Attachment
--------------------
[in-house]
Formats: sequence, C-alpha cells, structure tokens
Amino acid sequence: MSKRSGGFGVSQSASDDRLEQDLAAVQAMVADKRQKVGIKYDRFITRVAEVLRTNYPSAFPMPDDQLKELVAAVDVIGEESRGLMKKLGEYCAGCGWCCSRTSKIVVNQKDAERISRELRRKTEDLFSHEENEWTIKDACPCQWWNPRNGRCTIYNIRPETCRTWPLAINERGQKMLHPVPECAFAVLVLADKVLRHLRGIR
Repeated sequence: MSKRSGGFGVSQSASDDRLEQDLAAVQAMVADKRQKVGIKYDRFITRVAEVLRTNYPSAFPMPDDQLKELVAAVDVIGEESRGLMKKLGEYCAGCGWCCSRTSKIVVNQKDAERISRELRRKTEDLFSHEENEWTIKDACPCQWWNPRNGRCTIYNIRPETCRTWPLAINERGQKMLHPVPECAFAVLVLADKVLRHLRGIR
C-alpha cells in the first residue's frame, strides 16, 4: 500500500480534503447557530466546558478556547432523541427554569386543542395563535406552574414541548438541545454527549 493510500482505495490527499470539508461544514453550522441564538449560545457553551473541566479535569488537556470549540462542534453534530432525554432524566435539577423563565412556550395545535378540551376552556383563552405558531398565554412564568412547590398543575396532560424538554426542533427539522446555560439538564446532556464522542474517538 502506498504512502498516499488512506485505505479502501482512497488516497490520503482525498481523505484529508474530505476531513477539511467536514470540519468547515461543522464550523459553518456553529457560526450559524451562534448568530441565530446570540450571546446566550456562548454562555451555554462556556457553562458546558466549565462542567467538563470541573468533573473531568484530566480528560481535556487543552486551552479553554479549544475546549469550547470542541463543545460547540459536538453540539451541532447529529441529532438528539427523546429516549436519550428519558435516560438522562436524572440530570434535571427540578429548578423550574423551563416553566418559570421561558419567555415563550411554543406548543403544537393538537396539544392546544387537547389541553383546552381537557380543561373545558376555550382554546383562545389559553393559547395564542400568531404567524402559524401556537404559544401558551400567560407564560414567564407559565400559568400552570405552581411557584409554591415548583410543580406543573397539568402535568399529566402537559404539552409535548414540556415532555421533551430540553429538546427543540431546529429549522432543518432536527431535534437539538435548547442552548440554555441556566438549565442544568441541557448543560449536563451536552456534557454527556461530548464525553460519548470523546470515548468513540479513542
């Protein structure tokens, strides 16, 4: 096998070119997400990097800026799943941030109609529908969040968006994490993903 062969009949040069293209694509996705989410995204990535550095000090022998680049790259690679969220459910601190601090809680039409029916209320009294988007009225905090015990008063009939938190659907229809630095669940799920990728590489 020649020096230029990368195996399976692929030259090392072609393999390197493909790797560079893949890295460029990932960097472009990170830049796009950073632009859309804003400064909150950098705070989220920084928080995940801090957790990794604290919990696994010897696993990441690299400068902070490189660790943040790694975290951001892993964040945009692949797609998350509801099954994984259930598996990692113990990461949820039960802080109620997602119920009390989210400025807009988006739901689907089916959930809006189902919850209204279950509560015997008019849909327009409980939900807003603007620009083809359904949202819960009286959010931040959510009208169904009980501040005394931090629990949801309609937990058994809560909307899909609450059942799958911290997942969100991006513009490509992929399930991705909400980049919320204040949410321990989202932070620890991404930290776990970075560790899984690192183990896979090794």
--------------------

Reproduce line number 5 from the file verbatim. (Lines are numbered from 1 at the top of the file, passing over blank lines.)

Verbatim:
C-alpha cells in the first residue's frame, strides 16, 4: 500500500480534503447557530466546558478556547432523541427554569386543542395563535406552574414541548438541545454527549 493510500482505495490527499470539508461544514453550522441564538449560545457553551473541566479535569488537556470549540462542534453534530432525554432524566435539577423563565412556550395545535378540551376552556383563552405558531398565554412564568412547590398543575396532560424538554426542533427539522446555560439538564446532556464522542474517538 502506498504512502498516499488512506485505505479502501482512497488516497490520503482525498481523505484529508474530505476531513477539511467536514470540519468547515461543522464550523459553518456553529457560526450559524451562534448568530441565530446570540450571546446566550456562548454562555451555554462556556457553562458546558466549565462542567467538563470541573468533573473531568484530566480528560481535556487543552486551552479553554479549544475546549469550547470542541463543545460547540459536538453540539451541532447529529441529532438528539427523546429516549436519550428519558435516560438522562436524572440530570434535571427540578429548578423550574423551563416553566418559570421561558419567555415563550411554543406548543403544537393538537396539544392546544387537547389541553383546552381537557380543561373545558376555550382554546383562545389559553393559547395564542400568531404567524402559524401556537404559544401558551400567560407564560414567564407559565400559568400552570405552581411557584409554591415548583410543580406543573397539568402535568399529566402537559404539552409535548414540556415532555421533551430540553429538546427543540431546529429549522432543518432536527431535534437539538435548547442552548440554555441556566438549565442544568441541557448543560449536563451536552456534557454527556461530548464525553460519548470523546470515548468513540479513542